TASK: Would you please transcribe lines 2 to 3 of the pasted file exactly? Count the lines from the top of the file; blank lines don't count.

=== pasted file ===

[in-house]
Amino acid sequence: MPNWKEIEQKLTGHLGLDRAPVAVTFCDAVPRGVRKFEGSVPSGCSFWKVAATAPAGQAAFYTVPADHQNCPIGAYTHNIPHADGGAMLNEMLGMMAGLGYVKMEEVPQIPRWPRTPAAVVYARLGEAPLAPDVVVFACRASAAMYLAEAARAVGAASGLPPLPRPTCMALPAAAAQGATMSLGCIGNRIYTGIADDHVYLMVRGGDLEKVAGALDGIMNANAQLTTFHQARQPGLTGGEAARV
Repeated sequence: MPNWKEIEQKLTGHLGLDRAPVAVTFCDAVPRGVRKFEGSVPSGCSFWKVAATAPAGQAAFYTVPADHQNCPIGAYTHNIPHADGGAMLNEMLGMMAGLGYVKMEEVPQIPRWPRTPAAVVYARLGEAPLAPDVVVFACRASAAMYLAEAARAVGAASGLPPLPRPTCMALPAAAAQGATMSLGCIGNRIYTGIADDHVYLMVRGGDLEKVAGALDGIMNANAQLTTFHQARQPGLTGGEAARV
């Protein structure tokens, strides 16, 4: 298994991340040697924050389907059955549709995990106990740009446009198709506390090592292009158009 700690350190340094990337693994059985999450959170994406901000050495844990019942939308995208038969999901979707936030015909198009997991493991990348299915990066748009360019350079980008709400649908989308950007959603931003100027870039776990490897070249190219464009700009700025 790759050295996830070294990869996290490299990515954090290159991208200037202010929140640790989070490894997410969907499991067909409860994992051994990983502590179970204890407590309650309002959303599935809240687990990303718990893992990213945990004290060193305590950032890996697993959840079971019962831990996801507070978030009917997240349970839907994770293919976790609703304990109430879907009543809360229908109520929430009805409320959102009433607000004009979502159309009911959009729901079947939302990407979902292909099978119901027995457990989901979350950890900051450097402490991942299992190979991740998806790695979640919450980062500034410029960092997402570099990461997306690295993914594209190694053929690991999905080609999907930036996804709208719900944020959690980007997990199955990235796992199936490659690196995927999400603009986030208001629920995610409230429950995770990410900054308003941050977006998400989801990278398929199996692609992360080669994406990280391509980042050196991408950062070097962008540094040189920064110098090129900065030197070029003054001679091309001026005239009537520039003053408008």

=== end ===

Amino acid sequence: MPNWKEIEQKLTGHLGLDRAPVAVTFCDAVPRGVRKFEGSVPSGCSFWKVAATAPAGQAAFYTVPADHQNCPIGAYTHNIPHADGGAMLNEMLGMMAGLGYVKMEEVPQIPRWPRTPAAVVYARLGEAPLAPDVVVFACRASAAMYLAEAARAVGAASGLPPLPRPTCMALPAAAAQGATMSLGCIGNRIYTGIADDHVYLMVRGGDLEKVAGALDGIMNANAQLTTFHQARQPGLTGGEAARV
Repeated sequence: MPNWKEIEQKLTGHLGLDRAPVAVTFCDAVPRGVRKFEGSVPSGCSFWKVAATAPAGQAAFYTVPADHQNCPIGAYTHNIPHADGGAMLNEMLGMMAGLGYVKMEEVPQIPRWPRTPAAVVYARLGEAPLAPDVVVFACRASAAMYLAEAARAVGAASGLPPLPRPTCMALPAAAAQGATMSLGCIGNRIYTGIADDHVYLMVRGGDLEKVAGALDGIMNANAQLTTFHQARQPGLTGGEAARV